I’ve been walking that little bit taller the past few months ever since I learned that I am going to be a dad again.
Nearly six years on from the first time around, I am older although not necessarily wiser and am carrying a fair bit more timber. The joys and occasional challenges that have accompanied my first born’s formative years have taken their toll on my hairline but have, hopefully, prepared me for what is coming next.
First time around was just a blur as we mainly worried about painting the nursery and buying cots, prams, baby seats and a mountain of clothes all with the combined cost of a small family car. It is all a bit more relaxed during this second journey through a worn-out Mrs Tapp’s pregnancy, save for the odd awkward question from a wide-eyed five-and-a-half-year-old.
It is perhaps due to this that I have had more time to think about things outside of our bubble - dare I say it but a few of my thoughts might even be considered deep by some. Not many, but some.
During the last eight weeks or so I have been dogged by a nagging guilt that the world my children will inherit is a grimmer place than the one I entered the best part of 40 years ago. Granted, when I first rocked up in my towelling nappies it was the height of the Troubles in Northern Ireland, unemployment gripped a nation as did trade union strife and we were stuck in the middle of the Cold War.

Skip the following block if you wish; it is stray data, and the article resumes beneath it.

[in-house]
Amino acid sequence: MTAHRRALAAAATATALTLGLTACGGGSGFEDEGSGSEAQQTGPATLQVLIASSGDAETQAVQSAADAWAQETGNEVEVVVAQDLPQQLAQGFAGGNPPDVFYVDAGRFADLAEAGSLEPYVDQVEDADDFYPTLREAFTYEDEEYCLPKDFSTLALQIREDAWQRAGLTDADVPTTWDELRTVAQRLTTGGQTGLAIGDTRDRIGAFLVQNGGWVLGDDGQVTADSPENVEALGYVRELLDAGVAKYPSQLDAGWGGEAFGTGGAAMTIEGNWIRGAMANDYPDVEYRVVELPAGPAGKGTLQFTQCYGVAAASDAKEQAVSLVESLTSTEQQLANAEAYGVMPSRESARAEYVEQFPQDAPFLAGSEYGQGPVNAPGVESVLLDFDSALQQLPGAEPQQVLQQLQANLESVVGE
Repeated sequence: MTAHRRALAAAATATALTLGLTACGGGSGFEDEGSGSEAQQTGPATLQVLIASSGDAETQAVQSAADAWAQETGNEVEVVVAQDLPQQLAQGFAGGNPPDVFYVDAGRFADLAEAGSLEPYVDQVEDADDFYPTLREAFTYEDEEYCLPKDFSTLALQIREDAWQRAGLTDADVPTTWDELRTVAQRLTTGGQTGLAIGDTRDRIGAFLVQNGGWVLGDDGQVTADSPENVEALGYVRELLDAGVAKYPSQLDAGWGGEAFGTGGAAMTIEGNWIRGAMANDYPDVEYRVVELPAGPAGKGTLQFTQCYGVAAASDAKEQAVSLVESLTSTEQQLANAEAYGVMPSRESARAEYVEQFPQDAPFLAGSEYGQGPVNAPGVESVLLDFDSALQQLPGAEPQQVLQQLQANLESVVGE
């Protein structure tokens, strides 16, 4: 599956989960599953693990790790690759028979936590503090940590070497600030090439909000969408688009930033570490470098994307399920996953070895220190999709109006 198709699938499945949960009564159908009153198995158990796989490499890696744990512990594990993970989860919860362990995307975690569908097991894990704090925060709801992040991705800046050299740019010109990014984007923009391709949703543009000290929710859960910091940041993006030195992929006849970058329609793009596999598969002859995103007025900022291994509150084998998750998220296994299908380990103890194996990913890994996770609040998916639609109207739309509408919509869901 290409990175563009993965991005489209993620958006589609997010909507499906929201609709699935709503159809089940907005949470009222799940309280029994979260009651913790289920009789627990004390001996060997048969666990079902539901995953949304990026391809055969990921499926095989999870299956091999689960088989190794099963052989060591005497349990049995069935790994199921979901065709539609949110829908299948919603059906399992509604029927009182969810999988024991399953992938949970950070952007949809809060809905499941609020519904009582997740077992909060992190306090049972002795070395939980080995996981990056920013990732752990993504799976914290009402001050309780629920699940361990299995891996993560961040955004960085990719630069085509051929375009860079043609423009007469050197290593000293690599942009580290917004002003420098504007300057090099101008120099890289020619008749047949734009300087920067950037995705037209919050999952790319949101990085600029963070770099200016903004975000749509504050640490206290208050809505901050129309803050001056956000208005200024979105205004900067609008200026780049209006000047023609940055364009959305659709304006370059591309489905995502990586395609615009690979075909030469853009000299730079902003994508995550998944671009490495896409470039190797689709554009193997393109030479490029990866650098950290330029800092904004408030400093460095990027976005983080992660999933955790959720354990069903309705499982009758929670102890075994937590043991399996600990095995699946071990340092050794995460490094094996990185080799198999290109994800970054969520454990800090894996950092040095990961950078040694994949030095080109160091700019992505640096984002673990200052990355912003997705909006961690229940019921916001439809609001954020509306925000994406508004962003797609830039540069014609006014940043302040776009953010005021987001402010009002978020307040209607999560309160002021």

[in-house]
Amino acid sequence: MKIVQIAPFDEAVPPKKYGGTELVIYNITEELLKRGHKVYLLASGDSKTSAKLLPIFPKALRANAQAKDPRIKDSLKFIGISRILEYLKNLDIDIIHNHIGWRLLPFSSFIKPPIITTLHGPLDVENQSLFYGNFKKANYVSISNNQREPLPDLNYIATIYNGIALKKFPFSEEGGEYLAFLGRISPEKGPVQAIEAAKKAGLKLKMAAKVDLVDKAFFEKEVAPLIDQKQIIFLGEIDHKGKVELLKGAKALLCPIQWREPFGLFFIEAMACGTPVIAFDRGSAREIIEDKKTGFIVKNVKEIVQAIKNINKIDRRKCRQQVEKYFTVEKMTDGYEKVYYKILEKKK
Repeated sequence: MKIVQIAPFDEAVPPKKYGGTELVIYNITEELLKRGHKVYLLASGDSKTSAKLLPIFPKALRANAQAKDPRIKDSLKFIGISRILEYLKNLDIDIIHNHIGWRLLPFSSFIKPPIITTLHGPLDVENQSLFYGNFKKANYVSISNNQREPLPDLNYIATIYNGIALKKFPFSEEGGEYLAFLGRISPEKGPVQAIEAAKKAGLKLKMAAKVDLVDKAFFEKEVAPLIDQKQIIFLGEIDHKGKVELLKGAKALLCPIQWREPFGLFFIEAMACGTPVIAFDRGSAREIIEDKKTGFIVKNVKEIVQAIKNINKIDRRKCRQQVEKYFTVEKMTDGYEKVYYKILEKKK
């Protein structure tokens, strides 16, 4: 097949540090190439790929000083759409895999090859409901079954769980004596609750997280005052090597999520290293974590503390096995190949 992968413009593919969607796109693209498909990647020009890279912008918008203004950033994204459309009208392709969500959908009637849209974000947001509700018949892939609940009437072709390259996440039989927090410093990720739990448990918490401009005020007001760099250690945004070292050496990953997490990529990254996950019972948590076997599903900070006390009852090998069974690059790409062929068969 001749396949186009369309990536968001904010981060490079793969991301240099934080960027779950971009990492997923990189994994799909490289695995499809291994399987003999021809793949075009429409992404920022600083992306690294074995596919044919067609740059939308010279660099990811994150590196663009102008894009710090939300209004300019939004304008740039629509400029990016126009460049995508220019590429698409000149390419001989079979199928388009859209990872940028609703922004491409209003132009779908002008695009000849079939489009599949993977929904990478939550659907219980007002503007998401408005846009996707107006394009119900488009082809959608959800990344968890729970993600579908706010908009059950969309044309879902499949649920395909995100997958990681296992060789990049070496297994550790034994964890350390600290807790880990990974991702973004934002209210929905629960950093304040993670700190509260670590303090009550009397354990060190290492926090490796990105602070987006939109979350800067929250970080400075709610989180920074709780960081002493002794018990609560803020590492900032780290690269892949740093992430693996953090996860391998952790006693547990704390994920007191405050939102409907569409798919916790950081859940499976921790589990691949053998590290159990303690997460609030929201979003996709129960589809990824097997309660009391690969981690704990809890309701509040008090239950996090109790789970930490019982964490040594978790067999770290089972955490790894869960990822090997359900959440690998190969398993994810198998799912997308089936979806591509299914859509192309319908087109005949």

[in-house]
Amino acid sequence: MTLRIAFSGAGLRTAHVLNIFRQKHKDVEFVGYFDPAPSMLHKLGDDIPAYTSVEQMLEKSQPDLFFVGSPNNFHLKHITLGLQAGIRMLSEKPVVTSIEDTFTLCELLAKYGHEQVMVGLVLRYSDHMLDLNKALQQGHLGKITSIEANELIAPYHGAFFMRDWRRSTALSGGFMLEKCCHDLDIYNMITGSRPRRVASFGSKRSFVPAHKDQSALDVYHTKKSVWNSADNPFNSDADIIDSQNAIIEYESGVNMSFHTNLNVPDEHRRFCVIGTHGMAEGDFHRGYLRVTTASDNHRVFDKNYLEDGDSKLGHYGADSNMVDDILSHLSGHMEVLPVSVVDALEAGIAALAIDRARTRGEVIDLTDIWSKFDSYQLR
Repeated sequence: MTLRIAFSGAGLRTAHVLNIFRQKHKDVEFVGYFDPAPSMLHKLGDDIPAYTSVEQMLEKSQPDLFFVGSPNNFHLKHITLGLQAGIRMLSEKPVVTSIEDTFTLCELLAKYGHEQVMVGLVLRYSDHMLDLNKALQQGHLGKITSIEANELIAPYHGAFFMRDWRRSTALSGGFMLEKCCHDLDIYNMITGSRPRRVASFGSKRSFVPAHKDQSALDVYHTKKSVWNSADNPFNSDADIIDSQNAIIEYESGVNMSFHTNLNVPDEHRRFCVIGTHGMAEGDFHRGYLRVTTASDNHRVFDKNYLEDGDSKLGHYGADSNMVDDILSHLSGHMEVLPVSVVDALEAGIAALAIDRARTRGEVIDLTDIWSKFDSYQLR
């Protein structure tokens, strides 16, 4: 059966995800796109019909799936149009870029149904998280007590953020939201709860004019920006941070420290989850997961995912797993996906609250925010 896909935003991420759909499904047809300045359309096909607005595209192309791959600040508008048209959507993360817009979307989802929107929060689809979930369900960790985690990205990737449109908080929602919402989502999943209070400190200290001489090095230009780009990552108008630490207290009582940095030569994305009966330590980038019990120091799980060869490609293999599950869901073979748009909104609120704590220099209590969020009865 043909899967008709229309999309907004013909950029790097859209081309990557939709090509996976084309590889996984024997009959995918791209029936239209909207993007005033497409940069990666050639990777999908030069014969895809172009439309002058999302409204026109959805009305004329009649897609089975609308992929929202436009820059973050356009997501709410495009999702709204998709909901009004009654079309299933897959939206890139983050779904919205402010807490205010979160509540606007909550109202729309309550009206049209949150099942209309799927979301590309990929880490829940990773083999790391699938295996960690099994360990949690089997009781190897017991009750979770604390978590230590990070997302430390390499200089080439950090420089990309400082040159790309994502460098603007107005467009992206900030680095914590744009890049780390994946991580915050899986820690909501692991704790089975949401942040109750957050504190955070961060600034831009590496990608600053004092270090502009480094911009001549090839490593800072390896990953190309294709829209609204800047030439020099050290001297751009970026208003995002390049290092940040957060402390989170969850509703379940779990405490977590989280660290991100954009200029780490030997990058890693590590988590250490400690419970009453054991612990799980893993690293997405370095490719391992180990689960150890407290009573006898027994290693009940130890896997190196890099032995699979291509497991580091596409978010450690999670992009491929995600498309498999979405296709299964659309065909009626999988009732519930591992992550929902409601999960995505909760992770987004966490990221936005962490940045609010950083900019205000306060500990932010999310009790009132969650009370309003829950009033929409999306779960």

If this wasn’t bad enough, dungarees passed as fashion and luncheon meat was the butty filling of choice.
It wouldn’t be unreasonable to expect that progress might have been made since the late 1970s, but if you examine some of the evidence, it hasn’t. The threat of terror still hangs heavily over us, albeit it in a different form; we now have the world changing internet with all the problems that brings, house prices are in danger of leaving future generations unable to climb onto the ladder and there are worrying signs that we may be dragged into a second Cold War. Of course the biggest concern facing us all is the future of the planet. Last week I was lucky enough to watch a junior public speaking contest and, inevitably, one of the subjects was global warming.
To my shame my shoulders dropped ever so slightly at the initial prospect of being lectured by an 11-year-old but her argument was a compelling one and was impossible to argue against.
I shifted uneasily in my seat when I reflected that I only started recycling five years and although we are not going to save the world by sticking cardboard and empty pop cans in a blue bin, we can all do our bit.
Despite all the gloom and doom there is plenty to be hopeful about - our standard of living is high, life expectancy continues to rise and we live in a country where basic freedoms are still very much respected.
I think I should worry a lot less than I do.